Jeremy Clarkson

Clarkson on: personalisation

Clarkson on: personalisation

You join me in Southern Spain where the women are orange and the men are wanted for questioning. Sadly though, I am not down here to roast an egg on my stomach or to make sex with a young lady. I'm here to make my annual DVD which means I'm at the Ascari race track just outside Ronda.

Built as a plaything by a Dutchman, it curls and swoops for five kilometres, and is very excellent in every way. I especially like the pool in which you can cool off after a hot lap. And the waitresses in the bar. And the weather. But most of all, I like the cars we have down here.

Let me make you a bit jealous. Right now, parked outside the pit garage where I'm writing, there is a Murciélago SV, a Gallardo 560, a Jaguar XKR drophead,  a Lotus Evora, which is doing its best to put me off by sounding its alarm for no reason every few minutes, a BMW M3, a Vauxhall VXR8 Bathurst, an Aston Martin V12 Vantage, a Ford Focus RS and an Audi R8 V10. All of them are full of fuel. All of them are ready to go. The track is empty. I'm the only driver here. And I have a big pot of keys sitting right in front of me. It's like a bag of sweeties, only better.

Which one would you most like to drive round the track? For me, it'd be the Aston. It's what F1 drivers call pointy and what I call a twitchy little bastard. The short wheelbase and wide track combine to make it extremely precise but extremely waggly tailed if you forget what you're doing for a moment. Fun though. More fun even than the bonkers Vauxhall with the Aussie soundtrack.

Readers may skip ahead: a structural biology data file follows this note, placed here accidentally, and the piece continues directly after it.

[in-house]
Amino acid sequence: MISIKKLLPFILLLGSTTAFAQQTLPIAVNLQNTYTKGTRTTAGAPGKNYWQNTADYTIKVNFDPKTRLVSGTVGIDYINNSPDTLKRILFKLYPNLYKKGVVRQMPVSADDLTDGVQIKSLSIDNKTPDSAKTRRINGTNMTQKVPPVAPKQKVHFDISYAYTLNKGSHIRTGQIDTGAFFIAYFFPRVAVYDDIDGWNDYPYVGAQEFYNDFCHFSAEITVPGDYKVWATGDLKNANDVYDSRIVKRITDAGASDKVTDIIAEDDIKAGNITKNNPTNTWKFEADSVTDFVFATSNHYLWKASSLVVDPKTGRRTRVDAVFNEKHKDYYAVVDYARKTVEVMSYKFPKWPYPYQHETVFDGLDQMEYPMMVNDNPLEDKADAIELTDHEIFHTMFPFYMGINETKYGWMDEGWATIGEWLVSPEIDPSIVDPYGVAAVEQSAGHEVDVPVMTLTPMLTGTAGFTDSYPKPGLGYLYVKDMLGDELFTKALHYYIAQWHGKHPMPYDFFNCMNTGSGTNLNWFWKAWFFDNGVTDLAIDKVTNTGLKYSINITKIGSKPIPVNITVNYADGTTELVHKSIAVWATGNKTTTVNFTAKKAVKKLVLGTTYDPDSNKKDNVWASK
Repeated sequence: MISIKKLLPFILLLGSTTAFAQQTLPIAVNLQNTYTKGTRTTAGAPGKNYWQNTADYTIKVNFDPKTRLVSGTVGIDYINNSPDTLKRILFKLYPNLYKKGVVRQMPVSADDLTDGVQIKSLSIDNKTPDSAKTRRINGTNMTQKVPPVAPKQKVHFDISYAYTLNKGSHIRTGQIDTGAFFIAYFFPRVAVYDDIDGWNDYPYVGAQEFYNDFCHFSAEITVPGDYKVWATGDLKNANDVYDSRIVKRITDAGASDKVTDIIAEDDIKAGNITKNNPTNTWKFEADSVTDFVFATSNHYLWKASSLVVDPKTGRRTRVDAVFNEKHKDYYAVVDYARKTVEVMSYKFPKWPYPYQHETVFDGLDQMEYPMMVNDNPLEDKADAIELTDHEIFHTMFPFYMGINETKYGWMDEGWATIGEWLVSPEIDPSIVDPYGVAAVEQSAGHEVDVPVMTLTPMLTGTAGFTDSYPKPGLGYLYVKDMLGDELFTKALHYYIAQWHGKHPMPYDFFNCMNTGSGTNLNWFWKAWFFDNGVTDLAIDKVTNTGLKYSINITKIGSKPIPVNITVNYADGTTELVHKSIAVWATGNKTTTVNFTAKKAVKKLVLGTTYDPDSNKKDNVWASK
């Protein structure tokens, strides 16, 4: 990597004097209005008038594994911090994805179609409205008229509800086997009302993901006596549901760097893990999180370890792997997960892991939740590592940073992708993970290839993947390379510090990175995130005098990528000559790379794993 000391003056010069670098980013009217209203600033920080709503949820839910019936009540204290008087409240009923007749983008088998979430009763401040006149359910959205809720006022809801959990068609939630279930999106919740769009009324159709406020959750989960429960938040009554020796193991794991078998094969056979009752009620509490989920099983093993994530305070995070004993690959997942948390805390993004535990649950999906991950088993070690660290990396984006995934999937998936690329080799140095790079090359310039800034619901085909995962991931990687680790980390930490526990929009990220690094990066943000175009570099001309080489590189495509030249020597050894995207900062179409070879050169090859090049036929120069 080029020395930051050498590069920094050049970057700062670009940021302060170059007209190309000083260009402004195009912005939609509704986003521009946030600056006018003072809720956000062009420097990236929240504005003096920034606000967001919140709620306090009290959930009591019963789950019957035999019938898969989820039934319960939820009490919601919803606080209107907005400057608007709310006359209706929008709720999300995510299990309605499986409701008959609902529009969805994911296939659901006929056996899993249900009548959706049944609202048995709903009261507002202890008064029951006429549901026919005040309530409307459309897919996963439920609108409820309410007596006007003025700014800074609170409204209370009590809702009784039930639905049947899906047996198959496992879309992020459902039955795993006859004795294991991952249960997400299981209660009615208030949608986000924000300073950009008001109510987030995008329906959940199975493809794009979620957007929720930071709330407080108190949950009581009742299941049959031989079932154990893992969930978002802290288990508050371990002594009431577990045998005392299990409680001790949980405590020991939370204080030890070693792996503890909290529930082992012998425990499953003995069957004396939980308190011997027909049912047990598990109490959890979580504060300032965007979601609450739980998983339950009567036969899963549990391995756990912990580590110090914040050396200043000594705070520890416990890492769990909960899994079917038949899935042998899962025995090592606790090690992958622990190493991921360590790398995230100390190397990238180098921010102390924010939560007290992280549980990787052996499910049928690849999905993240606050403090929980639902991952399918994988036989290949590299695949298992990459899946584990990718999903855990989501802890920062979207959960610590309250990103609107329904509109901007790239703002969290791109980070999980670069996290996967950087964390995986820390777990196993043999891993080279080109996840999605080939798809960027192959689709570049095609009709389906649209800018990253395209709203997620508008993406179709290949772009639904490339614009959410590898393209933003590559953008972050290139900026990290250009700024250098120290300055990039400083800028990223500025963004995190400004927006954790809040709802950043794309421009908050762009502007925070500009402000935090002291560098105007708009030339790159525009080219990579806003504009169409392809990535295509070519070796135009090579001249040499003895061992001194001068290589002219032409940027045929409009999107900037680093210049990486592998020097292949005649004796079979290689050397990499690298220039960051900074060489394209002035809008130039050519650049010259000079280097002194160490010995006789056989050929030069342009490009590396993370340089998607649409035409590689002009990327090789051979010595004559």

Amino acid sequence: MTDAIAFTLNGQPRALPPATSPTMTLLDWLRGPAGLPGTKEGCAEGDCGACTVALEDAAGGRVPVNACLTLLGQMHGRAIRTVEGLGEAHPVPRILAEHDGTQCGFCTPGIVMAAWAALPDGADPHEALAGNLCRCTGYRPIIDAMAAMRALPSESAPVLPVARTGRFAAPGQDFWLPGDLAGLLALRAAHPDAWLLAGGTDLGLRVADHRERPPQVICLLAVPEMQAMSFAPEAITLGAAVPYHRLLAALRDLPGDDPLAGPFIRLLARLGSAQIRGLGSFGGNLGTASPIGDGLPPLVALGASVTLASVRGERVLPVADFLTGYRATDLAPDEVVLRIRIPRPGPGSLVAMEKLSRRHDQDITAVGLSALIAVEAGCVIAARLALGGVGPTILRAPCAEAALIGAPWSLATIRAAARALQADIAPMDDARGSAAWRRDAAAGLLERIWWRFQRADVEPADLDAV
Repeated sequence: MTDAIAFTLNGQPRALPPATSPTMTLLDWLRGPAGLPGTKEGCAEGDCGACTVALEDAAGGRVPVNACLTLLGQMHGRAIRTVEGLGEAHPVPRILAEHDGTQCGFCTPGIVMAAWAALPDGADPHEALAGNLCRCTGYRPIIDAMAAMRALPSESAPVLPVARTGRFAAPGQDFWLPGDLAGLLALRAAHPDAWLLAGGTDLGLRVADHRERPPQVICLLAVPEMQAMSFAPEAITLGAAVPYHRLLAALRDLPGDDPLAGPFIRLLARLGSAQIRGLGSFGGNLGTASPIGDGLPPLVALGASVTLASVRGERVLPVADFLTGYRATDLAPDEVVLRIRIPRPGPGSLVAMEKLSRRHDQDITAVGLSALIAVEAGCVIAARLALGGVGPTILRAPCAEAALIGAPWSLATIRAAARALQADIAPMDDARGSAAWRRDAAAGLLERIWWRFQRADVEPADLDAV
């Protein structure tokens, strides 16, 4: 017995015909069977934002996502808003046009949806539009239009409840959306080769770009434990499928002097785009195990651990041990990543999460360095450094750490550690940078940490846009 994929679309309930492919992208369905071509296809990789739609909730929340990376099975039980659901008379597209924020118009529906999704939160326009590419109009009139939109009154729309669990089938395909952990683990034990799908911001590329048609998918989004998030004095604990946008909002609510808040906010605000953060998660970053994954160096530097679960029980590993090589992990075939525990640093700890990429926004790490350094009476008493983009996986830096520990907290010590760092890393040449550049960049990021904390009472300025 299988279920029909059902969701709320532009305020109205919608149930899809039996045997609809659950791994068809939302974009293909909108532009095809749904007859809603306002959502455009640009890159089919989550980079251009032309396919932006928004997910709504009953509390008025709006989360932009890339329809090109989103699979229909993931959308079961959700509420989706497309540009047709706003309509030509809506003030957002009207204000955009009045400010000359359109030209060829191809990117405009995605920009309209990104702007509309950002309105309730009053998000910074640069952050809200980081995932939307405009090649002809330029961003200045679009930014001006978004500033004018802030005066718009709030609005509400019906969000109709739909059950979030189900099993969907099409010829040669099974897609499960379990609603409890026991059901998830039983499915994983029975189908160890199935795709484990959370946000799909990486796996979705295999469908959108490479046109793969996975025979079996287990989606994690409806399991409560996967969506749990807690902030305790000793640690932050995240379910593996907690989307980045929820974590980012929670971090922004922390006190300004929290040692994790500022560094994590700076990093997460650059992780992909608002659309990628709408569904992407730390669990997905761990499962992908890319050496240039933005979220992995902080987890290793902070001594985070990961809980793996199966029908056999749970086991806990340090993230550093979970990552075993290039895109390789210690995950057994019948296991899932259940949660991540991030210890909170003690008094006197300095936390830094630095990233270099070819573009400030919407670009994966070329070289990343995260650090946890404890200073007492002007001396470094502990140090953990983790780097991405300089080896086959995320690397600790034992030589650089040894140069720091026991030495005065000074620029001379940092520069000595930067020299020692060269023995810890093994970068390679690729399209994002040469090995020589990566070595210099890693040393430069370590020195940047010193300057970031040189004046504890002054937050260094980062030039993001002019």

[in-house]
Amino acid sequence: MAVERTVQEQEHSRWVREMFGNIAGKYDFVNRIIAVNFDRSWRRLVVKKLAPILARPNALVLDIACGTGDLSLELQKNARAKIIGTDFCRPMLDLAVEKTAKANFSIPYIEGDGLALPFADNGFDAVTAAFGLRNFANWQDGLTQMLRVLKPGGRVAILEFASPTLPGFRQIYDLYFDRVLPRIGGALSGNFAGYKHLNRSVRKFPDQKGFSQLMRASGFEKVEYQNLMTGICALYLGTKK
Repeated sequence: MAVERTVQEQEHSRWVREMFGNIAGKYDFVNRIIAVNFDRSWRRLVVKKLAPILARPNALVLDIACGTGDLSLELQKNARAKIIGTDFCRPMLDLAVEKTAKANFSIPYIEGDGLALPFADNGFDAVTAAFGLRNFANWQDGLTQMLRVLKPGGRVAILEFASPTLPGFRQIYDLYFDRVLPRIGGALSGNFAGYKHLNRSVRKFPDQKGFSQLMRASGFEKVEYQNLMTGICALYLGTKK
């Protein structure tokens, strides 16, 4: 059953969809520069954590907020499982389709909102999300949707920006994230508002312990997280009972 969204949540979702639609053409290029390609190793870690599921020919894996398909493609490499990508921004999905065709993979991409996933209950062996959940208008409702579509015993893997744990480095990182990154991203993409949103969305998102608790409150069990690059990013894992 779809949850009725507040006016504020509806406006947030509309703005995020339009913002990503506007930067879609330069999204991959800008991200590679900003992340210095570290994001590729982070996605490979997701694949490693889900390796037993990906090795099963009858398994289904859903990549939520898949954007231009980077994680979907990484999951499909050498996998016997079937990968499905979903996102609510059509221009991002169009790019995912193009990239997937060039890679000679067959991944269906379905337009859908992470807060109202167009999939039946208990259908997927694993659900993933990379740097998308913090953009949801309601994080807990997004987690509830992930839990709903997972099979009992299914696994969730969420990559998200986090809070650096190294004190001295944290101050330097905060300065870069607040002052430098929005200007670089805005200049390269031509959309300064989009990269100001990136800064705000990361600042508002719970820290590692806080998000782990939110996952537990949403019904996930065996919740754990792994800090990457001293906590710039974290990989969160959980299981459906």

Here's the thing though. For the daily commute from my hotel in Ronda to the track, and for nights out in Romford by the Sea, or Marbella as I believe the Spanish insist on calling it, I have been using the Jaaaaaag.

Partly, of course, this is because I like the slightly tatty, down-on-his-luck charm of the whole Jag thing. I'm talking about the sort of person who never has a problem with the bank or the leasing company - just a ‘misunderstanding'. The sort of person who has a huge house with a swimming pool one minute, but is crashing on your sofa the next because of a ‘small problem' with the tax people. Jag people are nice. They're funny. They're mannered. Let's not forget that Arthur Daley always raised his hat to a lady.

The other reason why I use the XKR all the time is because it is just so damn good looking. Maybe, just maybe, the windscreen is a tad too vertical and perhaps the headlights have a whiff of Hyundai, a sense perhaps that they're trying too hard. But worrying about this sort of thing is like worrying about Cindy Crawford's mole.

As a driver's car, of course, it is beaten in all the disciplines by almost all the cars here. The Lambos are more grippy, the Audi is more predictable, the Vantage is way faster and you can be more of a hooligan in either the Vauxhall or the Ford. But if you were looking for one car that combined all these things: grip, power and handling, then you would be using the Jag as well. It can even do hooliganism if you get the nose to turn in and give it a bootful.


Large chunks of my being want to buy an XKR. I absolutely love it. Especially the canvas hood, which makes you realise how ungainly the metal alternatives are. Vandalism? Yes, but not when I come to power, because anyone who messes with another man's wheels will be set on fire. In front of their families.

"Large chunks of my being want to buy a Jaguar XKR. I absolutley love it. It is  an excellent, five-star car. Except for one small thing. It was designed for you. Not me"

All in all then, an excellent, five-star, brilliant car. Except for one small thing. It was designed for you. Not me.